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What’s On Your Mind? Notaries Share Their Biggest Concerns In 2016

2016 Notary Survey results

Whether you’re self-employed, work in an office or have some other occupation, Notaries in all walks of life face many challenges. To find out what Notary-related issues matter most to you, the Notary Bulletin conducted an online survey last month. Here’s what you told us.

Keeping Up With New State Laws
 

Both self-employed and office Notaries who took our survey were very concerned with doing their jobs right and staying out of trouble.

“Keeping up with state Notary laws and regulations,” “Protecting myself from liability” and “Knowing how to perform notarizations properly” were the three most important concerns going into 2016 (see text box below).

Last year saw several states enacting major changes to their Notary laws, such as California’s new mandatory disclaimer for Notary certificates and the new Texas requirement for identification numbers on Notary seals.

A Notary who doesn’t keep up with changes to state laws is far more likely to make mistakes that leave the Notary vulnerable to lawsuits, said Jessica McGarry, a paralegal and Notary with Nationwide Title Clearing, Inc., in Palm Harbor, Florida.

“If a Notary is not up to date on current Notary laws, they’ll not likely be able to perform notarizations properly, which will make them more susceptible to lawsuits and liability,” she said.

Earning Income As A Self-Employed Notary
 

The amount that can be charged for Notary services was rated as a top concern by self-employed Notaries who participated in our survey.

“More people are becoming Notaries thinking they will make a lot of money,” said Maria Brenton, a self-employed Notary Signing Agent from Santa Clarita, California. “There’s a lot of competition. New Notaries need to learn the rules of notarizations before trying to make money at it.”

Webcam and Electronic Notarization Questions
 

A new law trend that caught the attention of many of our survey respondents is more states are enacting statutes for so-called “webcam notarizations” — that is, notarizations using audio or visual technology to communicate with a signer instead of direct physical appearance.

Carol Salter, an experienced Notary and staff Notary instructor for Banner Health in Greeley, Colorado, said she has serious concerns about the potential for abuse in webcam communication.

“I think there’s potential for a lot of fraud,” Salter said. “There’s no way to tell if someone’s holding a gun to the signer’s head off camera.”

That said, other Notaries say incorporating electronic signature and document technology into the traditional notarization process could potentially be very helpful — provided the signer still physically appears in person before the Notary.

“I’ve done some eSignings where half the documents are paper and half on the computer,” said Joyce Evans, a Signing Agent from Greenbelt, Maryland. “I would like to see us move away from paper to fully electronic closings.”

Some of the leading concerns of Notaries in 2016, rated on a scale of 1 (least important) to 5 (most important)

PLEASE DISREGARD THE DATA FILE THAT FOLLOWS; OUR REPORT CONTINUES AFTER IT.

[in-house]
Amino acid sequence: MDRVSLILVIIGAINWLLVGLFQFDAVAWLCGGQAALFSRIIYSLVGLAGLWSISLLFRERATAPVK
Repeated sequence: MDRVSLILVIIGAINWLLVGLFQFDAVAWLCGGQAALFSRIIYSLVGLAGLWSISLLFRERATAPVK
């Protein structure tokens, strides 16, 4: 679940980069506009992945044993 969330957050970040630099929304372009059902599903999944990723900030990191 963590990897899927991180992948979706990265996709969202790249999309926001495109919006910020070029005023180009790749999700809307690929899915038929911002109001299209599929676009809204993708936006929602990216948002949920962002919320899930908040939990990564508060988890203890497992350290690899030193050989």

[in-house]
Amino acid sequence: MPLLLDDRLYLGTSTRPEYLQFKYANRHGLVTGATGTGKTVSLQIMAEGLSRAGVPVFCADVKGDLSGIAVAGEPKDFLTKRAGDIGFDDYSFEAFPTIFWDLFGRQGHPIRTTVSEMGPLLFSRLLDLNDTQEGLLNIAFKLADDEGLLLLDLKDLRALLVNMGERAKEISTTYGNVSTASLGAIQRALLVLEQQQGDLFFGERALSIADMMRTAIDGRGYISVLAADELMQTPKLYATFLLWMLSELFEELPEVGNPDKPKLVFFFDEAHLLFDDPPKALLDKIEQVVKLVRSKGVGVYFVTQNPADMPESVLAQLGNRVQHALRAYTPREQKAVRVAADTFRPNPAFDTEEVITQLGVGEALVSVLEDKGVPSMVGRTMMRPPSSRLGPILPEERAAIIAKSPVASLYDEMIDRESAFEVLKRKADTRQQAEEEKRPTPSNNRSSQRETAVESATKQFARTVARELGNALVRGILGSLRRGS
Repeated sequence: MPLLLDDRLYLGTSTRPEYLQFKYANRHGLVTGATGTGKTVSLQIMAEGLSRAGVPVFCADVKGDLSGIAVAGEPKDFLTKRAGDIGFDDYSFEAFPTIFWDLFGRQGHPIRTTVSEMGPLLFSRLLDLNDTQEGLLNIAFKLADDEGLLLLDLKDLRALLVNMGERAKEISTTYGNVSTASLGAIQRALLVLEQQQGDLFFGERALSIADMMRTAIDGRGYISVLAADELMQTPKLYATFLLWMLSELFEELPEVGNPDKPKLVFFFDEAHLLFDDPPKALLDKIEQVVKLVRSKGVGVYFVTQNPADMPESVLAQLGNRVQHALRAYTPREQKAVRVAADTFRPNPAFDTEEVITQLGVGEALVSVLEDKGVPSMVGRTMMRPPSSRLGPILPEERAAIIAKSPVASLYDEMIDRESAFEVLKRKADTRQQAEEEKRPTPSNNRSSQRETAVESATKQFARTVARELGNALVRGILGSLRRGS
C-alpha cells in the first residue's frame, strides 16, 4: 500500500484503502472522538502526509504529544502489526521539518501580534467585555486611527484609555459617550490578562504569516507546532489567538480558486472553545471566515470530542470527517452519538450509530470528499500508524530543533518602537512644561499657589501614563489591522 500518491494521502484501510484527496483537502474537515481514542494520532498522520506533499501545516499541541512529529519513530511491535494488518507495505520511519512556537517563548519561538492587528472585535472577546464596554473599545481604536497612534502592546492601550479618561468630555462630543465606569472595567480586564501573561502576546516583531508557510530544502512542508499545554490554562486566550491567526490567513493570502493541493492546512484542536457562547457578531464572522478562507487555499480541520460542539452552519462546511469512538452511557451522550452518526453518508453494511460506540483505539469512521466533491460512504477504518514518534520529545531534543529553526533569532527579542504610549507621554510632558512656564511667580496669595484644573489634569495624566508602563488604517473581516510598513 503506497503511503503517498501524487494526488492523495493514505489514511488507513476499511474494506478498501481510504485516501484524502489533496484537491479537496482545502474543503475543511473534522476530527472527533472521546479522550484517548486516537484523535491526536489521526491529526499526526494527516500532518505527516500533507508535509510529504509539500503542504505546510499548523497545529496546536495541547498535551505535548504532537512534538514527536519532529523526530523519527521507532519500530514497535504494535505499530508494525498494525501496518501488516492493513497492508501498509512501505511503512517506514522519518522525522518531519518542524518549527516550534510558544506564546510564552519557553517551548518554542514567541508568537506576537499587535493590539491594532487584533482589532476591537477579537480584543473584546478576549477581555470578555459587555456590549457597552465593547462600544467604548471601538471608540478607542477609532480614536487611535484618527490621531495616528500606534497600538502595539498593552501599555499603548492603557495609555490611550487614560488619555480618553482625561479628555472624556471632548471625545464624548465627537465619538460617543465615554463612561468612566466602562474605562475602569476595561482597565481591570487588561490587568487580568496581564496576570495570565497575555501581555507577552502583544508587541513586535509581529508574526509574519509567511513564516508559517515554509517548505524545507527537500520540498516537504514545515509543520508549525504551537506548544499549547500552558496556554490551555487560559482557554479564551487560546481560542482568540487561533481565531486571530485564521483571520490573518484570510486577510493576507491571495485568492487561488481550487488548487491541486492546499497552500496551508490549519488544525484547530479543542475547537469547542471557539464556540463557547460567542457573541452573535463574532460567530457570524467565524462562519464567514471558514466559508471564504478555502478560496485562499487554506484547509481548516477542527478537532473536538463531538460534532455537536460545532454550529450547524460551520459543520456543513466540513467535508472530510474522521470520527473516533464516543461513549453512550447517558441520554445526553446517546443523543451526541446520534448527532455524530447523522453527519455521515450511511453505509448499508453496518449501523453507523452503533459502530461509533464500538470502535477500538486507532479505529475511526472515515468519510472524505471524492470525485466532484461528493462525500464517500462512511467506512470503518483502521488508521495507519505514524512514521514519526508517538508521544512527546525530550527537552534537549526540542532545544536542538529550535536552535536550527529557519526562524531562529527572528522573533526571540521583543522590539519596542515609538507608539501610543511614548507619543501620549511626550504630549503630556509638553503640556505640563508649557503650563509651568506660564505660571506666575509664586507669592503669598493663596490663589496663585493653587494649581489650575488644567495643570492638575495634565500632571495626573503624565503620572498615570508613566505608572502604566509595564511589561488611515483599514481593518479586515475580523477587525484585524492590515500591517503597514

All Notaries: Keeping updated on my state’s Notary laws and regulations (Average rating: 4.49 for self-employed Notaries, 4.66 for office Notaries)

All Notaries: Protecting myself from lawsuits/liability (Average rating: 4.40 for self-employed Notaries, 4.45 for office Notaries)

All Notaries: Knowing how to perform notarizations properly (Average rating: 4.12 for self-employed Notaries, 4.67 for office Notaries)

Self-Employed Notaries: The amount I may charge for services/Finding new revenue sources (Average rating 4.10)

Office Notaries: Signers who don’t understand what I can and can’t do as a Notary (Average rating: 3.77)

David Thun is an Associate Editor at the National Notary Association.

Related Articles:

Minimize Your Liability

5 Steps To A Proper Notarization

Additional Resources:

Commonly Asked Questions Webinar Series

State Law Summaries

Notary Essentials

3 Comments

Add your comment

Michael Harris

21 Mar 2016

I have been an NSA for almost 13 years and have never understood why Personal Appearance is not always the rule--the use of electronics to conduct a notarization is WRONG. I need to see the party/parties and the ID (I need to check it for physical signs of alteration, not just visual); I also need to see the eyes and hear the real voices of the signer/s to determine, as well as I can, their willingness to sign and their capacity to understand what the notarization is supposed to accomplish.

Sheila Smith

03 May 2016

I am a Mississippi notary but I have a question. Can I notarize a quick claim land deed from a Tennessee person to a Tennessee person? Do they need to get a Tennessee notary?

National Notary Association

03 May 2016

Hello. In order for you to notarize the document, the signer would have to appear in person before you in Mississippi and the notarization would have to meet all requirements of Mississippi Notary law. If the signer has concerns whether the receiving agency will accept the notarized document or not, the signer would need to confirm this by contacting the receiving agency.

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